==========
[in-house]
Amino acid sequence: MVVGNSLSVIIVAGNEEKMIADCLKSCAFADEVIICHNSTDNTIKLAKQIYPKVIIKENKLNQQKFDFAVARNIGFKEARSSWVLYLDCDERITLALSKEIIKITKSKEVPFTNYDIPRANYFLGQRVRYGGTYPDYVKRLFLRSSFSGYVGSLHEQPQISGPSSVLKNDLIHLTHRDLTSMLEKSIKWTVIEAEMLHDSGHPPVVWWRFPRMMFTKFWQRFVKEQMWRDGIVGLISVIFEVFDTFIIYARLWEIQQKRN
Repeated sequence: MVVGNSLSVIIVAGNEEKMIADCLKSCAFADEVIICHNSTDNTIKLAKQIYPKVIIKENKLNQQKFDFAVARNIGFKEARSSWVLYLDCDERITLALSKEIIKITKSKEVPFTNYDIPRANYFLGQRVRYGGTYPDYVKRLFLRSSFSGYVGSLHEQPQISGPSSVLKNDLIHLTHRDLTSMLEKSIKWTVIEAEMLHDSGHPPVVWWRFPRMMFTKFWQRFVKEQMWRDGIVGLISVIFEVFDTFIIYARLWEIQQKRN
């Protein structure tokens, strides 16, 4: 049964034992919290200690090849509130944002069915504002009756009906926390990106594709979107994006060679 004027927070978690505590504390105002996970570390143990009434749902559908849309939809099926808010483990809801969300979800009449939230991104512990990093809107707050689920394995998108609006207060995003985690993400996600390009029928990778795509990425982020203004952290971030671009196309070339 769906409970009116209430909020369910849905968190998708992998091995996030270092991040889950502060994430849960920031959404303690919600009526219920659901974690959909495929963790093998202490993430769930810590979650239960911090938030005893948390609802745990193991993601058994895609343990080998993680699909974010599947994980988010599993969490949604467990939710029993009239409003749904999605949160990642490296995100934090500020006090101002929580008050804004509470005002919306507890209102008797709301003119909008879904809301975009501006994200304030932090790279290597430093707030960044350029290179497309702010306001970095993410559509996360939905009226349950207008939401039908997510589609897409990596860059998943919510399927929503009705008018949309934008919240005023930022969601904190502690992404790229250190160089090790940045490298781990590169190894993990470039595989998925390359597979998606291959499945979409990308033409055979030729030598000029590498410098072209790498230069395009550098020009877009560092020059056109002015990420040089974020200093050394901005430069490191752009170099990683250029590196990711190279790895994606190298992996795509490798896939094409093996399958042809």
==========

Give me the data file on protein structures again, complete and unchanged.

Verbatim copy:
[in-house]
Amino acid sequence: MVVGNSLSVIIVAGNEEKMIADCLKSCAFADEVIICHNSTDNTIKLAKQIYPKVIIKENKLNQQKFDFAVARNIGFKEARSSWVLYLDCDERITLALSKEIIKITKSKEVPFTNYDIPRANYFLGQRVRYGGTYPDYVKRLFLRSSFSGYVGSLHEQPQISGPSSVLKNDLIHLTHRDLTSMLEKSIKWTVIEAEMLHDSGHPPVVWWRFPRMMFTKFWQRFVKEQMWRDGIVGLISVIFEVFDTFIIYARLWEIQQKRN
Repeated sequence: MVVGNSLSVIIVAGNEEKMIADCLKSCAFADEVIICHNSTDNTIKLAKQIYPKVIIKENKLNQQKFDFAVARNIGFKEARSSWVLYLDCDERITLALSKEIIKITKSKEVPFTNYDIPRANYFLGQRVRYGGTYPDYVKRLFLRSSFSGYVGSLHEQPQISGPSSVLKNDLIHLTHRDLTSMLEKSIKWTVIEAEMLHDSGHPPVVWWRFPRMMFTKFWQRFVKEQMWRDGIVGLISVIFEVFDTFIIYARLWEIQQKRN
């Protein structure tokens, strides 16, 4: 049964034992919290200690090849509130944002069915504002009756009906926390990106594709979107994006060679 004027927070978690505590504390105002996970570390143990009434749902559908849309939809099926808010483990809801969300979800009449939230991104512990990093809107707050689920394995998108609006207060995003985690993400996600390009029928990778795509990425982020203004952290971030671009196309070339 769906409970009116209430909020369910849905968190998708992998091995996030270092991040889950502060994430849960920031959404303690919600009526219920659901974690959909495929963790093998202490993430769930810590979650239960911090938030005893948390609802745990193991993601058994895609343990080998993680699909974010599947994980988010599993969490949604467990939710029993009239409003749904999605949160990642490296995100934090500020006090101002929580008050804004509470005002919306507890209102008797709301003119909008879904809301975009501006994200304030932090790279290597430093707030960044350029290179497309702010306001970095993410559509996360939905009226349950207008939401039908997510589609897409990596860059998943919510399927929503009705008018949309934008919240005023930022969601904190502690992404790229250190160089090790940045490298781990590169190894993990470039595989998925390359597979998606291959499945979409990308033409055979030729030598000029590498410098072209790498230069395009550098020009877009560092020059056109002015990420040089974020200093050394901005430069490191752009170099990683250029590196990711190279790895994606190298992996795509490798896939094409093996399958042809």